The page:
Tudor mansion where royal guests and Oliver Cromwell have stayed up for sale

Tudor mansion where royal guests and Oliver Cromwell have stayed up for sale

A major portion of a Grade I listed Tudor mansion and extensive private grounds is up for sale.

The 16th century property, which occupies the central wing of Siston Court, an Elizabethan stone manor house in the Siston Conservation Area, is known to have hosted many notable royal guests over the centuries, from Queen Anne of Denmark in 1613 to Edward Prince of Wales in the early 20th century. Oliver Cromwell is also rumoured to have lodged at the property in 1642.

The site dates back to medieval times, however the property that stands now was built for the Dennis, or Denys, family, who then sold it in the early 17 th century to a Henry Billinger. It was purchased by the Earl of Middlesex in 1637 and it was during this tenure that Oliver Cromwell, in the vicinity for the Battle of Lansdown, is thought to have lodged there.

The story goes that he left his boots behind, which were auctioned off for 13 guineas in 1931, along with the rest of the contents of the house. Along with its neighbour Dyrham Park, Siston Court was taken over at the beginning of the Second World War by the Anglo-American Relief Fund. It was used as a home for mothers and babies evacuated to safety from the London blitzes, and who were then cared for by nursery nurses. After the war, the court was divided into six individual homes, with an acre of garden each, and the West Wing occupying the major portion at its centre. Despite its imposing exterior, the West Wing is a comfortable and practical home.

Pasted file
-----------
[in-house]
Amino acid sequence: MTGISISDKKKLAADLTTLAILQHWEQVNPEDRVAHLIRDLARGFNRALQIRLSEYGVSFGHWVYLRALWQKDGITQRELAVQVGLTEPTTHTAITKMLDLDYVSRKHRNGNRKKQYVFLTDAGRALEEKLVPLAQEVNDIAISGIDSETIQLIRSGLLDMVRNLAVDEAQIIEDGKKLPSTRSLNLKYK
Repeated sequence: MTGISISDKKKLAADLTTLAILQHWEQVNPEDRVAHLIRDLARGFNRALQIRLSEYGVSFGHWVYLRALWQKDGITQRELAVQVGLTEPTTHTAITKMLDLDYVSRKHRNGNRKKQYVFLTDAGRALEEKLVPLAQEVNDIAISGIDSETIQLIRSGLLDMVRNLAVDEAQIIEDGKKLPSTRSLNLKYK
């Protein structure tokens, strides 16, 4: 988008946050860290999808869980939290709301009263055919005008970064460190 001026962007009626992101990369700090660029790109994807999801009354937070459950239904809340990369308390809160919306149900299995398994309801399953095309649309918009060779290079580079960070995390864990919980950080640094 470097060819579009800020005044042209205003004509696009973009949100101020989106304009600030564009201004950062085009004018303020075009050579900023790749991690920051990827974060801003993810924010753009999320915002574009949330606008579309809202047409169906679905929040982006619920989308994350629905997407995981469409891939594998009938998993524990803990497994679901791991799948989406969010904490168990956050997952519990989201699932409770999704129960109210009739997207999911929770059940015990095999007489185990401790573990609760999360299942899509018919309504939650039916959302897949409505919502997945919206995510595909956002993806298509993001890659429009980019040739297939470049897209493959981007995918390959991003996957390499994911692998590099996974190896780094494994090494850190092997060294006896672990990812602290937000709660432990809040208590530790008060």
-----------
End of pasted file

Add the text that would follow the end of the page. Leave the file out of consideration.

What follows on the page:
In a statement, Savills said: “At over 4,000 sq. ft. it is generous in scale and benefits from a lot of natural light. The current owners have spent time and attention restoring and enhancing the property in recent years, resulting in a home that is well set up for modern family life, while retaining its historical integrity. “A significant addition made in recent years has been the intricate oak staircase. The stairs lead up to a half landing with a mezzanine bedroom and en suite and continue to the top floor bedrooms, which are well proportioned and with high ceilings and original period features, including wide exposed floorboards and extensive fenestration.

“There is a choice of principal bedrooms looking out either over the front or the rear of the property, the latter making the most of extensive country views. There are two further bedrooms on this floor, the smallest currently used as a study.” The listing continues: “It is rare to find such extensive private gardens attributed to just one portion of a manor house.

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